West Nile Virus case 1st in Cook County this year
September 5, 2013 (OAK LAWN, Ill.) (WLS) -- An Oak Lawn man is the first Cook County resident to contract the West Nile Virus this year.
Evergreen Park Mayor James Saxton said he hates to hear that anyone has been infected with West Nile Virus. He was infected himself last year.
While the Chicago Department of Public Health has not reported any confirmed cases, this week Cook County health officials did.
Workers canvass neighborhoods in southwest suburban Oak Lawn after health officials say a man there came down with Cook County's first confirmed human case of West Nile Virus this year.
"This is not the regular common mosquito. This is a special mosquito that likes to breed when it is hot and dry," said Dr. Terry Mason, Cook County Department of Public Health CEO.
The man, who is in his 50s, became ill in late August and was hospitalized.
He has since been released and is now recovering.
That's what happened to Sexton after his serious bout with West Nile Virus.
"It just kind of tears up your whole insides. It works on your central nervous system. That's still some of the problem I have with the neck," Sexton said.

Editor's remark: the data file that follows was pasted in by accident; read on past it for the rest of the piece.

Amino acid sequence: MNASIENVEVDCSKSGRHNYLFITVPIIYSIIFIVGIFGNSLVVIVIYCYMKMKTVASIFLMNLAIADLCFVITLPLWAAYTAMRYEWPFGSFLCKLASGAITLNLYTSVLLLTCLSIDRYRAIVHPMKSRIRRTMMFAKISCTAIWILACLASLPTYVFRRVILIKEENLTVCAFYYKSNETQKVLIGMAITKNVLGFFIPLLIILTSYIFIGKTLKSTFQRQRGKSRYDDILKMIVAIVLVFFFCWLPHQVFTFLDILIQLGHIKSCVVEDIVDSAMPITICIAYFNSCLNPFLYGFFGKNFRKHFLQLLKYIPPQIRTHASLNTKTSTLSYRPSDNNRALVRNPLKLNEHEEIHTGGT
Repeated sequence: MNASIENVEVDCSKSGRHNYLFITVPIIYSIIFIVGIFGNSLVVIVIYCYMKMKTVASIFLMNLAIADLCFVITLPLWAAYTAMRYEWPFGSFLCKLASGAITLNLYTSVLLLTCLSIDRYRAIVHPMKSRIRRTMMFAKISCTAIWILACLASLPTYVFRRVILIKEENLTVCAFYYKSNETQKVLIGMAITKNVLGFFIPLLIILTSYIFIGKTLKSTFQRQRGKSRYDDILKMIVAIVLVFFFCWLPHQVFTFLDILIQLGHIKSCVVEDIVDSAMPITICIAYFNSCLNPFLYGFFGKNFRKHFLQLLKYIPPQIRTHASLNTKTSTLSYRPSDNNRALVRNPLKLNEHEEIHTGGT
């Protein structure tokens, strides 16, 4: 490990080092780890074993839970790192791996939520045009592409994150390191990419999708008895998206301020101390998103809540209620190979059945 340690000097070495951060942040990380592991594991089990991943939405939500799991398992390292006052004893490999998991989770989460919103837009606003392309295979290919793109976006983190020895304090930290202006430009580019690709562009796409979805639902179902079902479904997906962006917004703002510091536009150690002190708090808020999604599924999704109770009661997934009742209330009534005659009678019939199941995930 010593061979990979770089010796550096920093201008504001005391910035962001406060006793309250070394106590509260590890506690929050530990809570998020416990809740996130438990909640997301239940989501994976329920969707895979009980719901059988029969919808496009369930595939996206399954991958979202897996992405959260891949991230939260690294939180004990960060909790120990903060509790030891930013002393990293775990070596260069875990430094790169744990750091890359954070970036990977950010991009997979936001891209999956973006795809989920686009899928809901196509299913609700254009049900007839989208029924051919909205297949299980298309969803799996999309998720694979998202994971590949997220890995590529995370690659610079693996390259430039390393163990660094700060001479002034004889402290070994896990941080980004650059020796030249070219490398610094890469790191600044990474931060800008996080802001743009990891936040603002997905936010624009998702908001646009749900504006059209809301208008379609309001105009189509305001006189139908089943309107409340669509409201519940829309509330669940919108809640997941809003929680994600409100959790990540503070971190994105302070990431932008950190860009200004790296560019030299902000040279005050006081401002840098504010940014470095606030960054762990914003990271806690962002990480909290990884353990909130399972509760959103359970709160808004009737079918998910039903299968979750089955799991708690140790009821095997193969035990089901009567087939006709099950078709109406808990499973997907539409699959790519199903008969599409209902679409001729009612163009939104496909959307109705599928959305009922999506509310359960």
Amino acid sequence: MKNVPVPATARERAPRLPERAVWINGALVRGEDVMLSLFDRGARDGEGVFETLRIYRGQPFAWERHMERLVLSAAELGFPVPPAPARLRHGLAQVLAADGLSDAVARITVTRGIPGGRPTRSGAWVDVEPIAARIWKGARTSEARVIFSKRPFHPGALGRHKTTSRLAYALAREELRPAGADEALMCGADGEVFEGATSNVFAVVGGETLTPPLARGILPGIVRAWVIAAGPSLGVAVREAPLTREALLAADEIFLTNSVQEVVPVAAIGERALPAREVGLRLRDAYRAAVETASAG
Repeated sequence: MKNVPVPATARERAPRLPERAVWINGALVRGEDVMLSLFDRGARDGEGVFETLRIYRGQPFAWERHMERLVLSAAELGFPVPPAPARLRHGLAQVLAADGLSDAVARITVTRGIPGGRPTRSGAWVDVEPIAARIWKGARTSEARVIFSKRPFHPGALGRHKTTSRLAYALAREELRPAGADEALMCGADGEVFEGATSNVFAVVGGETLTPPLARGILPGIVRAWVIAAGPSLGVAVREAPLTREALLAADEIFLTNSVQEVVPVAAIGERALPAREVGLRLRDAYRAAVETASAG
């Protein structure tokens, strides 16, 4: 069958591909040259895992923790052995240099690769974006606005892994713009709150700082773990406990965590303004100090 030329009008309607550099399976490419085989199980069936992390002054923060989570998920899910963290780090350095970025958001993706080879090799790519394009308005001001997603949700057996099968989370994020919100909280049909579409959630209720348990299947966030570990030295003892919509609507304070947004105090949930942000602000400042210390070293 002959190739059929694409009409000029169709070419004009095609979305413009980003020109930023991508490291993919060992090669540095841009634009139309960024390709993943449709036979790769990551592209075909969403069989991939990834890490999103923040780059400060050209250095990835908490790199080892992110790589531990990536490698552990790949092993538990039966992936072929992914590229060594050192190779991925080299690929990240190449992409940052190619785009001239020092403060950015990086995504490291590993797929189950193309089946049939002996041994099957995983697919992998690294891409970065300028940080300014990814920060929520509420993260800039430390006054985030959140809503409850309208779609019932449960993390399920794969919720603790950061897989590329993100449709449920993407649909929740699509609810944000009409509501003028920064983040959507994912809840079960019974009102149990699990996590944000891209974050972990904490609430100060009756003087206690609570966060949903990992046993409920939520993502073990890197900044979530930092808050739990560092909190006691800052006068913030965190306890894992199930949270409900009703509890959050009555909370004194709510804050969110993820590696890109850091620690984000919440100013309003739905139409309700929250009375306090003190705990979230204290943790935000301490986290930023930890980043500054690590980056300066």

Efforts continue to warn the public of the possible danger.
Worth Township Highway Commissioner Edward Moody and some of his employees passed out information to residents about how to prevent West Nile Virus.
West Nile Virus is transmitted through the bite of a mosquito that has picked up the virus by feeding on an infected bird.
Common West Nile Virus can affect all ages.
The symptoms include:
- Headache and muscle aches
Internist Dr. Reuben Nichols says most people infected never get sick.
"It's only 1 in 5 patients that will actually develop symptoms. Of those 1 in five that actually get symptoms, less than 1 percent of those patients will actually develop neurological manifistations," Dr. Nichols said.
Meanwhile, normally robust Sexton is back to work but still recovering.
The 61-year-old spent two and a half weeks in the ICU after becoming infected in August of last year.
"It's been a full year and without all the prayers and thoughts and a great family, doctors and therapists, I don't know where I'd be," he said.
Sexton said he still goes to rehab to work on some of the condition and the issues he still has in his neck.
As for the West Nile Virus in the state, health officials are saying that so far, there have been no deaths connected with the disease.
healthbeat, evelyn holmes
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